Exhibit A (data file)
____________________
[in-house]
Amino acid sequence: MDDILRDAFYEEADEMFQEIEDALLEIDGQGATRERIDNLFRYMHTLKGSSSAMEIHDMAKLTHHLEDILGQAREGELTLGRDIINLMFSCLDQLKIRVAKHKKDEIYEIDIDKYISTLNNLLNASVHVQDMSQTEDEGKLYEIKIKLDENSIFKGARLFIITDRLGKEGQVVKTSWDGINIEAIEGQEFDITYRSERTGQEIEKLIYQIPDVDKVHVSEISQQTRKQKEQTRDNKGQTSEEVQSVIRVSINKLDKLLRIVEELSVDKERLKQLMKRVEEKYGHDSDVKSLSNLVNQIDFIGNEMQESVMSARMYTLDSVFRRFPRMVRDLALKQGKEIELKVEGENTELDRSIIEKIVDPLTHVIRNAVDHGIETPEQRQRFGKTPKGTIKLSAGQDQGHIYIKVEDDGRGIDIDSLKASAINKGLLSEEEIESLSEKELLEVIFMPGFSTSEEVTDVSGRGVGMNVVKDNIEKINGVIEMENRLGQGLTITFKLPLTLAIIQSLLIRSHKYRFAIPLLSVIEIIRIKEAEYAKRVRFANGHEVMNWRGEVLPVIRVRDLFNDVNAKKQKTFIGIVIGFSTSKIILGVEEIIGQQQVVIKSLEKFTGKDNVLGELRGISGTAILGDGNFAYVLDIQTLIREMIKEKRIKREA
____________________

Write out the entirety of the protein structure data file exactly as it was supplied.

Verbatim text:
[in-house]
Amino acid sequence: MDDILRDAFYEEADEMFQEIEDALLEIDGQGATRERIDNLFRYMHTLKGSSSAMEIHDMAKLTHHLEDILGQAREGELTLGRDIINLMFSCLDQLKIRVAKHKKDEIYEIDIDKYISTLNNLLNASVHVQDMSQTEDEGKLYEIKIKLDENSIFKGARLFIITDRLGKEGQVVKTSWDGINIEAIEGQEFDITYRSERTGQEIEKLIYQIPDVDKVHVSEISQQTRKQKEQTRDNKGQTSEEVQSVIRVSINKLDKLLRIVEELSVDKERLKQLMKRVEEKYGHDSDVKSLSNLVNQIDFIGNEMQESVMSARMYTLDSVFRRFPRMVRDLALKQGKEIELKVEGENTELDRSIIEKIVDPLTHVIRNAVDHGIETPEQRQRFGKTPKGTIKLSAGQDQGHIYIKVEDDGRGIDIDSLKASAINKGLLSEEEIESLSEKELLEVIFMPGFSTSEEVTDVSGRGVGMNVVKDNIEKINGVIEMENRLGQGLTITFKLPLTLAIIQSLLIRSHKYRFAIPLLSVIEIIRIKEAEYAKRVRFANGHEVMNWRGEVLPVIRVRDLFNDVNAKKQKTFIGIVIGFSTSKIILGVEEIIGQQQVVIKSLEKFTGKDNVLGELRGISGTAILGDGNFAYVLDIQTLIREMIKEKRIKREA